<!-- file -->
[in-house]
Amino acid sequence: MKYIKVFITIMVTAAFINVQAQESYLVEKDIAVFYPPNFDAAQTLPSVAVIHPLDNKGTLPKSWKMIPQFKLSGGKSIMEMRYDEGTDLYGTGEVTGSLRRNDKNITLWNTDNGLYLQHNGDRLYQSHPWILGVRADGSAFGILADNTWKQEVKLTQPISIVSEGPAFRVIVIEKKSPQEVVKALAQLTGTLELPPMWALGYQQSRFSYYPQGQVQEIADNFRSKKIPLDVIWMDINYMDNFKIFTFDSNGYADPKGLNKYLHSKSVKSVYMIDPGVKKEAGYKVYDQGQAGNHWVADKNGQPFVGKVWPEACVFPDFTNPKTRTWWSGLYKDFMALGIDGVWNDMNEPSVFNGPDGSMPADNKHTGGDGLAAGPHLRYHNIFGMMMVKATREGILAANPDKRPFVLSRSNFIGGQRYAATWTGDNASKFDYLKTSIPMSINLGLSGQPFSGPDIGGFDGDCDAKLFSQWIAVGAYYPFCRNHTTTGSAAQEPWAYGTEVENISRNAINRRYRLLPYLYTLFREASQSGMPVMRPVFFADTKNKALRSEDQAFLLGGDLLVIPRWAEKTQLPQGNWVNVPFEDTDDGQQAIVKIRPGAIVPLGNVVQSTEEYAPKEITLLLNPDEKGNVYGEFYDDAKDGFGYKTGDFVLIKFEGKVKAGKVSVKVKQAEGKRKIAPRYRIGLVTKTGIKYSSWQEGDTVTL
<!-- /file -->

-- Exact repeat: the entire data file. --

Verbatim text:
[in-house]
Amino acid sequence: MKYIKVFITIMVTAAFINVQAQESYLVEKDIAVFYPPNFDAAQTLPSVAVIHPLDNKGTLPKSWKMIPQFKLSGGKSIMEMRYDEGTDLYGTGEVTGSLRRNDKNITLWNTDNGLYLQHNGDRLYQSHPWILGVRADGSAFGILADNTWKQEVKLTQPISIVSEGPAFRVIVIEKKSPQEVVKALAQLTGTLELPPMWALGYQQSRFSYYPQGQVQEIADNFRSKKIPLDVIWMDINYMDNFKIFTFDSNGYADPKGLNKYLHSKSVKSVYMIDPGVKKEAGYKVYDQGQAGNHWVADKNGQPFVGKVWPEACVFPDFTNPKTRTWWSGLYKDFMALGIDGVWNDMNEPSVFNGPDGSMPADNKHTGGDGLAAGPHLRYHNIFGMMMVKATREGILAANPDKRPFVLSRSNFIGGQRYAATWTGDNASKFDYLKTSIPMSINLGLSGQPFSGPDIGGFDGDCDAKLFSQWIAVGAYYPFCRNHTTTGSAAQEPWAYGTEVENISRNAINRRYRLLPYLYTLFREASQSGMPVMRPVFFADTKNKALRSEDQAFLLGGDLLVIPRWAEKTQLPQGNWVNVPFEDTDDGQQAIVKIRPGAIVPLGNVVQSTEEYAPKEITLLLNPDEKGNVYGEFYDDAKDGFGYKTGDFVLIKFEGKVKAGKVSVKVKQAEGKRKIAPRYRIGLVTKTGIKYSSWQEGDTVTL